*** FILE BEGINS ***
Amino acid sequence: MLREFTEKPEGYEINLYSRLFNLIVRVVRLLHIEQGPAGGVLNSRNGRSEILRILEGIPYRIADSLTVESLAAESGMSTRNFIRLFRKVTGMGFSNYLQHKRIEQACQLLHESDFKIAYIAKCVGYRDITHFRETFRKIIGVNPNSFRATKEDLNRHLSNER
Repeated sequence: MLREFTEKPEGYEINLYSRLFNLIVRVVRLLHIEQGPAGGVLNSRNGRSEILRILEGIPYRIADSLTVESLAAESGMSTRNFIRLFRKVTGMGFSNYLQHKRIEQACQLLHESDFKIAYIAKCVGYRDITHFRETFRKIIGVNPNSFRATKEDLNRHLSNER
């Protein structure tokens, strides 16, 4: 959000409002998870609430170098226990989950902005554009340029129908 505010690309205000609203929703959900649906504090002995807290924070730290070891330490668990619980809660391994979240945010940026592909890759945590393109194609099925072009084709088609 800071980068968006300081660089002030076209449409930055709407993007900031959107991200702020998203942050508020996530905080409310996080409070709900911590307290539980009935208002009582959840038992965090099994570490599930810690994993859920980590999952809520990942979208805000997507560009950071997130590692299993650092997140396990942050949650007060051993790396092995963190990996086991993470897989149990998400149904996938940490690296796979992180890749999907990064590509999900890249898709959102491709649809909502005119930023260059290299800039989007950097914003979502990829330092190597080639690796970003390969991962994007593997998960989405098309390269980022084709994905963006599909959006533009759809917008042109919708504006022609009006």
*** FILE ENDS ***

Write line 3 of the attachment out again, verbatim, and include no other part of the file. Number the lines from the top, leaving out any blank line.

């Protein structure tokens, strides 16, 4: 959000409002998870609430170098226990989950902005554009340029129908 505010690309205000609203929703959900649906504090002995807290924070730290070891330490668990619980809660391994979240945010940026592909890759945590393109194609099925072009084709088609 800071980068968006300081660089002030076209449409930055709407993007900031959107991200702020998203942050508020996530905080409310996080409070709900911590307290539980009935208002009582959840038992965090099994570490599930810690994993859920980590999952809520990942979208805000997507560009950071997130590692299993650092997140396990942050949650007060051993790396092995963190990996086991993470897989149990998400149904996938940490690296796979992180890749999907990064590509999900890249898709959102491709649809909502005119930023260059290299800039989007950097914003979502990829330092190597080639690796970003390969991962994007593997998960989405098309390269980022084709994905963006599909959006533009759809917008042109919708504006022609009006």